Flipped Classrooms: Make your time with students valuable

I was fortunate to attend the Pennsylvania Educational Technology Expo and Conference and learned from so many amazing educators.  One of the most inspirational moments was listening to George Couros on developing the innovators mindset.  His passion and genuine desire to help children find a love for learning is incredibly motivational.  I attended many sessions of teachers using great formative assessment tools, independent learning centers, and utilizing the last five minutes of class effectively.  STEM or STEAM was a major theme of many conversations and is so valuable.  I left the event motivated and my brain spinning with ideas.

I started to reflect on my own session that I facilitated, “Flipping your Classroom” introduction.  How does this fit, is it as valuable as other ideas?  Is the flipped class truly beneficial, or is it going to be a short lived trend in education?  Flipping your classroom is the key to unlocking the time to do valuable activities with your students.

An easy way to start flipping your classroom is to choose basic lessons to deliver the content at home.  The students come to your classroom prepared with adequate background knowledge to be more successful engaging in the content.  As educators, one of our top priorities should be to create an engaging, exciting, enjoyable class for students.  I truly believe that flipped lessons gives us a head start, it gives us an opportunity to build in those great activities on a daily basis.  I am leaving this motivating conference with so many ideas of amazing activities to try with my students.

So this week’s post is short, but hopefully intriguing.  As we move forward on this journey of flipping lessons and classrooms, keep this idea in mind.  We can now make more time more valuable for our students.

Beating the Homework Battle

Think for a minute or two, the homework you give now, what is its’ purpose? I would guess to practice, review, extend the days learning, or inform parents at home. At the center of it, our homework is to help students continue growth and learning. However, somewhere along the line in the last twenty years that message was lost and homework has become a battle. This battle is fought on two fronts.

We have our students who try and always want to do well. They want to please their teachers, their parents, and ultimately themselves. When they are doing traditional homework they may forget the lesson, not fully understand it, or genuinely are not prepared to be successful. They get frustrated, parents try to help and get frustrated, and maybe they even become frustrated with one another. If you are a parent, I’m sure you can relate. This homework, with good intentions at heart, has become a battle.

We also have our students who may lack the work ethic, responsibility, or desire to complete homework. They come to school and are now pushed through the process of missed homework assignment discipline the teacher has in place. This causes a negative interaction between the student and teacher. Even if it is for one minute, when occurring over and over again, think of all the negative energy created. Again, homework that had good intentions creates another battle.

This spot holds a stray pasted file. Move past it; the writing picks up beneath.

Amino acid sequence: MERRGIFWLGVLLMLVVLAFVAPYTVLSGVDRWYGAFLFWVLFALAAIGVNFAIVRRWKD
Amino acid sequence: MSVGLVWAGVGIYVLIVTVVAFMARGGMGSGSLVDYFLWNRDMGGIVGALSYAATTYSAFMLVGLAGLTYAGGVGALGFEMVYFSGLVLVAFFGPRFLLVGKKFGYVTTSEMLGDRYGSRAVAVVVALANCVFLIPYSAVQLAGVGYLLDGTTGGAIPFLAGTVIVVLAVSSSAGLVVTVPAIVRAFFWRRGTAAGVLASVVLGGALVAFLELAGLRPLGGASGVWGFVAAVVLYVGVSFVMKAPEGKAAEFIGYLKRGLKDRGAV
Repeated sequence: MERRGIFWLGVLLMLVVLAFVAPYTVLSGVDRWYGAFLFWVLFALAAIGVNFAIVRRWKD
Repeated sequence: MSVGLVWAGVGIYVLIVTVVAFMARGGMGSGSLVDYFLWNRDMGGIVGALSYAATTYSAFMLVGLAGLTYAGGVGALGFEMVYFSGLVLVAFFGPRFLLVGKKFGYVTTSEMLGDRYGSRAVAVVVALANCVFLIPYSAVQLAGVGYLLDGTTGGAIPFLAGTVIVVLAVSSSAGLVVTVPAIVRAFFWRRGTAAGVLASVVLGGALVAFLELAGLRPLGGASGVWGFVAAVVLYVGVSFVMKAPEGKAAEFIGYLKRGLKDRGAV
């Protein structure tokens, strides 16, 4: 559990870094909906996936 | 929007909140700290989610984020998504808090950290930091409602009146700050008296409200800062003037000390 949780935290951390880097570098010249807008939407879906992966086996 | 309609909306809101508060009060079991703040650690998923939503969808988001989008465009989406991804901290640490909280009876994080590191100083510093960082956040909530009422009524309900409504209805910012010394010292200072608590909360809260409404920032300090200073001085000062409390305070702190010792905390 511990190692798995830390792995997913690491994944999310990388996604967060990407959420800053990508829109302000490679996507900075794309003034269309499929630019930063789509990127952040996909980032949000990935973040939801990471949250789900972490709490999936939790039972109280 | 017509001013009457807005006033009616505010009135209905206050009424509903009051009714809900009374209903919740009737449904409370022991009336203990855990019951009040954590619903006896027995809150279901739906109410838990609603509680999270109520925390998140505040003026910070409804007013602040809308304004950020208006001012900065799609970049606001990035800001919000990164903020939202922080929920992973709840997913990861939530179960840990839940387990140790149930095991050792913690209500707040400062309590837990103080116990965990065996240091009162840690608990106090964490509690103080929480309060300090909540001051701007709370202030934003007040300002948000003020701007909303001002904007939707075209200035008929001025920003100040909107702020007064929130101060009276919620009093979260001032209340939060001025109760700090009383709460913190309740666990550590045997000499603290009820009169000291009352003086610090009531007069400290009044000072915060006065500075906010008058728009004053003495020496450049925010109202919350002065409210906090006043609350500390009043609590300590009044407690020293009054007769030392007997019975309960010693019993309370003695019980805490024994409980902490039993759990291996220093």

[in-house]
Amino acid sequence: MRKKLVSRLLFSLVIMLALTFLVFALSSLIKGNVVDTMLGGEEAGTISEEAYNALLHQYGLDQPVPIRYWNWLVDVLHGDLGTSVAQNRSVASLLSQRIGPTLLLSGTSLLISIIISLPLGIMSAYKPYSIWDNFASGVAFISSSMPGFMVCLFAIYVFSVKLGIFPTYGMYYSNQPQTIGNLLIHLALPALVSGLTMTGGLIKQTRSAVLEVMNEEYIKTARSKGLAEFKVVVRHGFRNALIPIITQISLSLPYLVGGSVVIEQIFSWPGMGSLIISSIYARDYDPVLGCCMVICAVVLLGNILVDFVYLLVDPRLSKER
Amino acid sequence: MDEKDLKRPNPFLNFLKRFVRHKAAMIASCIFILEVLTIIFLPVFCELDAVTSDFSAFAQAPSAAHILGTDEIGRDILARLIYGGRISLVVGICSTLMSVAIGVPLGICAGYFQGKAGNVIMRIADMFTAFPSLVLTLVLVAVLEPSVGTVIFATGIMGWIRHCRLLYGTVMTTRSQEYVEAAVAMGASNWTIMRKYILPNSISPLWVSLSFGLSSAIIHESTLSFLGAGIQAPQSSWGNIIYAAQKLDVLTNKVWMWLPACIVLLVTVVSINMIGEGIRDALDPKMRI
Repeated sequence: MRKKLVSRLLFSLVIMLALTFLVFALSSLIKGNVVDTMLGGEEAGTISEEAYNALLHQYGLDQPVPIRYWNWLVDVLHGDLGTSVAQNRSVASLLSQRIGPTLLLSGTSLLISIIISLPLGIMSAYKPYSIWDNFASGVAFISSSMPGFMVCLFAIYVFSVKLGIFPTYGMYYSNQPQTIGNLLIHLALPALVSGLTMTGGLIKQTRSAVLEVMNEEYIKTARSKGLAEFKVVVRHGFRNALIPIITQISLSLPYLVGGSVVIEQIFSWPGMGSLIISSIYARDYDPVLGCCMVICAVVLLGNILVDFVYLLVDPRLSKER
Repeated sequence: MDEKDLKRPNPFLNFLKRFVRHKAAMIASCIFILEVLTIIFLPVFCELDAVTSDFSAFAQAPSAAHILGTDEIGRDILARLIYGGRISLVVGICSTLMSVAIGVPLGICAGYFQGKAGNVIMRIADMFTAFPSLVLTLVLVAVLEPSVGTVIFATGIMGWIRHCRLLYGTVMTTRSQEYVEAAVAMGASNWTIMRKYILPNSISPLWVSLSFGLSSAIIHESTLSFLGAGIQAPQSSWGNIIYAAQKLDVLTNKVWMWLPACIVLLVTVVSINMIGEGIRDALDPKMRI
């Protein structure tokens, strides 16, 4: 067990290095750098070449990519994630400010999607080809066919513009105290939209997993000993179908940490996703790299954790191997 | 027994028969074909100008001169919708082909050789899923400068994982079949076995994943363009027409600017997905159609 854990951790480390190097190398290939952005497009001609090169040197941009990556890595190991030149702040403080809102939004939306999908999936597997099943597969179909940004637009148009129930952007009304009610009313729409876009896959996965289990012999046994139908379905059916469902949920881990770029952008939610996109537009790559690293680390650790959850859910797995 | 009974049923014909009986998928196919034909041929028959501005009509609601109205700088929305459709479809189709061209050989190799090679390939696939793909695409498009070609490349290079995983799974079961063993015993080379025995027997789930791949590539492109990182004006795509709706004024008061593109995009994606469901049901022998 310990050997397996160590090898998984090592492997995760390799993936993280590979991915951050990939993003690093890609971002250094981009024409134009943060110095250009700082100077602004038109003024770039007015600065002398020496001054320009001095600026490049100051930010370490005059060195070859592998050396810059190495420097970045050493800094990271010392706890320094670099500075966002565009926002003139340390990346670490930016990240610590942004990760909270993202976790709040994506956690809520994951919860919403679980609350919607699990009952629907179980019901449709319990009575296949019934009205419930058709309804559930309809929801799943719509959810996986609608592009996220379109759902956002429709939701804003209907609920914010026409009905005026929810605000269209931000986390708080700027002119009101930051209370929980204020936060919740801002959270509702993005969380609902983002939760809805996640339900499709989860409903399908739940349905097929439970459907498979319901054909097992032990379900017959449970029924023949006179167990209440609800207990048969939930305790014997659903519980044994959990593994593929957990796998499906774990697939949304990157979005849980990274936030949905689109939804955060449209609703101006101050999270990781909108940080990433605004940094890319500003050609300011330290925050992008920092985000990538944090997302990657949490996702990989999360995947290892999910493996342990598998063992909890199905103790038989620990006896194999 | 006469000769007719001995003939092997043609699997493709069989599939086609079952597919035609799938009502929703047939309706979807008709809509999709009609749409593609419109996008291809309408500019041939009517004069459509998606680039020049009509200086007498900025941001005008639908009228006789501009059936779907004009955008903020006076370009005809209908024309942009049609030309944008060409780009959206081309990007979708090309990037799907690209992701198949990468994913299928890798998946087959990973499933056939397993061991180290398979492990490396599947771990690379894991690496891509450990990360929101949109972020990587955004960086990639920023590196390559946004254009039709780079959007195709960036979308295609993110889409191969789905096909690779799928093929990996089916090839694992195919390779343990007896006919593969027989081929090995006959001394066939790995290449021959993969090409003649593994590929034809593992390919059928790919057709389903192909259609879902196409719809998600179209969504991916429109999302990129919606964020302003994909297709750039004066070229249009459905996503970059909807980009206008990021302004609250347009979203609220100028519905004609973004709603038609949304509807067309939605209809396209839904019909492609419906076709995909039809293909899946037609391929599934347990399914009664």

So what is causing this problem? How can we fix it? The problem is these occurrences happen every year from 1st grade through graduation. After a few years, homework, regardless of intention or quality, has a negative rapport with students. The solution? Flip it.

Flipped homework is to provide students a more comfortable experienced learning new material. The message isn’t lost because it is a lesson. There is no pressure on students. Interact with the homework, learn as best you can, get ready to practice tomorrow. Parents are more apt and able to help because they see the lessons too. Our first battle is gone.

The next day in class students see a different classroom where they are applying and learning in exciting ways. If they didn’t do their homework, my solution is simple. Grab a device, grab headphones, go into the hallway/back of the room/wherever , and do it. There are no consequences, no lectures, just valuing the ultimate goal: learning. Now, I do encourage my students to see me before class to tell me they didn’t do the homework so they can make it up before class. What’s the catch? The catch is your classroom is dynamic, fun, and challenging. Students see that you are assigning homework for a reason, it has value to you and them. They don’t want to miss it, because then they miss out on all the fun class activities and have to make that up later. Flipped homework dramatically reduced the amount of missed homework assignments and completely eliminated all my frequent flyers. I don’t have any students that consistently miss. Now, I’m not saying this works for everyone. You may have to use your own discipline approach for your demographic and age level. Half way through my first year of a flipped classroom, I asked my students “why do you think I’m not strict on homework and checking you did it?” Many students raised their hands, the first one I called on: “cause you trust us.” Almost every hand went down, obviously sharing the same thought. I never imagined I could deliver that powerful of a message to an entire class with homework.

When considering the flipped classroom, it will eliminate our two major homework battles. It eliminates it by putting the value back in homework, and more importantly, students seeing the value